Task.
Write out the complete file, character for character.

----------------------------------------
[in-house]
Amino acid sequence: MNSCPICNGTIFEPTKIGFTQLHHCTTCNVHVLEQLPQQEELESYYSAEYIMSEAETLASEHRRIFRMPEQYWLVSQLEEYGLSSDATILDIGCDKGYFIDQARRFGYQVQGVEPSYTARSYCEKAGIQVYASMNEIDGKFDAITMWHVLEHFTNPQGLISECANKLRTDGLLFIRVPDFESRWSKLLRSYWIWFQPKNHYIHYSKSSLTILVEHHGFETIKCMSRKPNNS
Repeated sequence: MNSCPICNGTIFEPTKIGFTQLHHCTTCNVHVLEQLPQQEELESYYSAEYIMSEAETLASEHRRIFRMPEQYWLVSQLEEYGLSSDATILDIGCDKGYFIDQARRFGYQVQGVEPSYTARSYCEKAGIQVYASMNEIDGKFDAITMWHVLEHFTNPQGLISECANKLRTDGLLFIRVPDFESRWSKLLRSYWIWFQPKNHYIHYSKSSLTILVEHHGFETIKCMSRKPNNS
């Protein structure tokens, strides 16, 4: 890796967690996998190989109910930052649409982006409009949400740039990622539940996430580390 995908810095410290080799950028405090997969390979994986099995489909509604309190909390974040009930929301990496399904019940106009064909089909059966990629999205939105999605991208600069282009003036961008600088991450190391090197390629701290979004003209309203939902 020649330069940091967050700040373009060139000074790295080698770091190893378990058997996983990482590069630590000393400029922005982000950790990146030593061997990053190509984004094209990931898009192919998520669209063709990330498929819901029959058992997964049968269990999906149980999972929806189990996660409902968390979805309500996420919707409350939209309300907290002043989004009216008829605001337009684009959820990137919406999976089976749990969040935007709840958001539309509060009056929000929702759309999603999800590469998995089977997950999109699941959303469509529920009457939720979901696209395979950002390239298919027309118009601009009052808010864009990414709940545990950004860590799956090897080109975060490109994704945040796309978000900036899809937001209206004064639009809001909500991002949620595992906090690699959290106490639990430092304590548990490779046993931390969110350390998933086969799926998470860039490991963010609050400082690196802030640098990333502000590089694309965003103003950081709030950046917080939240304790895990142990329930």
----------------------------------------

[in-house]
Amino acid sequence: MNSCPICNGTIFEPTKIGFTQLHHCTTCNVHVLEQLPQQEELESYYSAEYIMSEAETLASEHRRIFRMPEQYWLVSQLEEYGLSSDATILDIGCDKGYFIDQARRFGYQVQGVEPSYTARSYCEKAGIQVYASMNEIDGKFDAITMWHVLEHFTNPQGLISECANKLRTDGLLFIRVPDFESRWSKLLRSYWIWFQPKNHYIHYSKSSLTILVEHHGFETIKCMSRKPNNS
Repeated sequence: MNSCPICNGTIFEPTKIGFTQLHHCTTCNVHVLEQLPQQEELESYYSAEYIMSEAETLASEHRRIFRMPEQYWLVSQLEEYGLSSDATILDIGCDKGYFIDQARRFGYQVQGVEPSYTARSYCEKAGIQVYASMNEIDGKFDAITMWHVLEHFTNPQGLISECANKLRTDGLLFIRVPDFESRWSKLLRSYWIWFQPKNHYIHYSKSSLTILVEHHGFETIKCMSRKPNNS
């Protein structure tokens, strides 16, 4: 890796967690996998190989109910930052649409982006409009949400740039990622539940996430580390 995908810095410290080799950028405090997969390979994986099995489909509604309190909390974040009930929301990496399904019940106009064909089909059966990629999205939105999605991208600069282009003036961008600088991450190391090197390629701290979004003209309203939902 020649330069940091967050700040373009060139000074790295080698770091190893378990058997996983990482590069630590000393400029922005982000950790990146030593061997990053190509984004094209990931898009192919998520669209063709990330498929819901029959058992997964049968269990999906149980999972929806189990996660409902968390979805309500996420919707409350939209309300907290002043989004009216008829605001337009684009959820990137919406999976089976749990969040935007709840958001539309509060009056929000929702759309999603999800590469998995089977997950999109699941959303469509529920009457939720979901696209395979950002390239298919027309118009601009009052808010864009990414709940545990950004860590799956090897080109975060490109994704945040796309978000900036899809937001209206004064639009809001909500991002949620595992906090690699959290106490639990430092304590548990490779046993931390969110350390998933086969799926998470860039490991963010609050400082690196802030640098990333502000590089694309965003103003950081709030950046917080939240304790895990142990329930």